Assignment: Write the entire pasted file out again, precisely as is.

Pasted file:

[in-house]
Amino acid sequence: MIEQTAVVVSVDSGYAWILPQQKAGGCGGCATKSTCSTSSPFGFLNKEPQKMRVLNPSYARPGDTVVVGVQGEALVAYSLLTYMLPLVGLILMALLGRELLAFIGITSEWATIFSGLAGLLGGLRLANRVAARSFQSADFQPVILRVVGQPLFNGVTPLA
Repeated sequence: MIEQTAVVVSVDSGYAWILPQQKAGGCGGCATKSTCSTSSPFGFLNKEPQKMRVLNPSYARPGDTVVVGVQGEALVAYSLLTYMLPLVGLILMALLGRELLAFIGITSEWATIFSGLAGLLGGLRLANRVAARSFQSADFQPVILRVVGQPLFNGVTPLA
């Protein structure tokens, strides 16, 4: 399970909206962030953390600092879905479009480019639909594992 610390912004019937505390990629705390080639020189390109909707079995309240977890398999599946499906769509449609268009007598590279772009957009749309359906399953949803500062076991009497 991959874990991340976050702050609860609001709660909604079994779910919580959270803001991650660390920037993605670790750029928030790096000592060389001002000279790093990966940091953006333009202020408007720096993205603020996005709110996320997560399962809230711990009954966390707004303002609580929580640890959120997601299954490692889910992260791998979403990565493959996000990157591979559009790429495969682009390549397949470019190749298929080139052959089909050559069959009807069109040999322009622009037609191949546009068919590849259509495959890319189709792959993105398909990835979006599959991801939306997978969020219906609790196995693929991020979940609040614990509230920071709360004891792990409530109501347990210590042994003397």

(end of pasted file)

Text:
[in-house]
Amino acid sequence: MIEQTAVVVSVDSGYAWILPQQKAGGCGGCATKSTCSTSSPFGFLNKEPQKMRVLNPSYARPGDTVVVGVQGEALVAYSLLTYMLPLVGLILMALLGRELLAFIGITSEWATIFSGLAGLLGGLRLANRVAARSFQSADFQPVILRVVGQPLFNGVTPLA
Repeated sequence: MIEQTAVVVSVDSGYAWILPQQKAGGCGGCATKSTCSTSSPFGFLNKEPQKMRVLNPSYARPGDTVVVGVQGEALVAYSLLTYMLPLVGLILMALLGRELLAFIGITSEWATIFSGLAGLLGGLRLANRVAARSFQSADFQPVILRVVGQPLFNGVTPLA
């Protein structure tokens, strides 16, 4: 399970909206962030953390600092879905479009480019639909594992 610390912004019937505390990629705390080639020189390109909707079995309240977890398999599946499906769509449609268009007598590279772009957009749309359906399953949803500062076991009497 991959874990991340976050702050609860609001709660909604079994779910919580959270803001991650660390920037993605670790750029928030790096000592060389001002000279790093990966940091953006333009202020408007720096993205603020996005709110996320997560399962809230711990009954966390707004303002609580929580640890959120997601299954490692889910992260791998979403990565493959996000990157591979559009790429495969682009390549397949470019190749298929080139052959089909050559069959009807069109040999322009622009037609191949546009068919590849259509495959890319189709792959993105398909990835979006599959991801939306997978969020219906609790196995693929991020979940609040614990509230920071709360004891792990409530109501347990210590042994003397």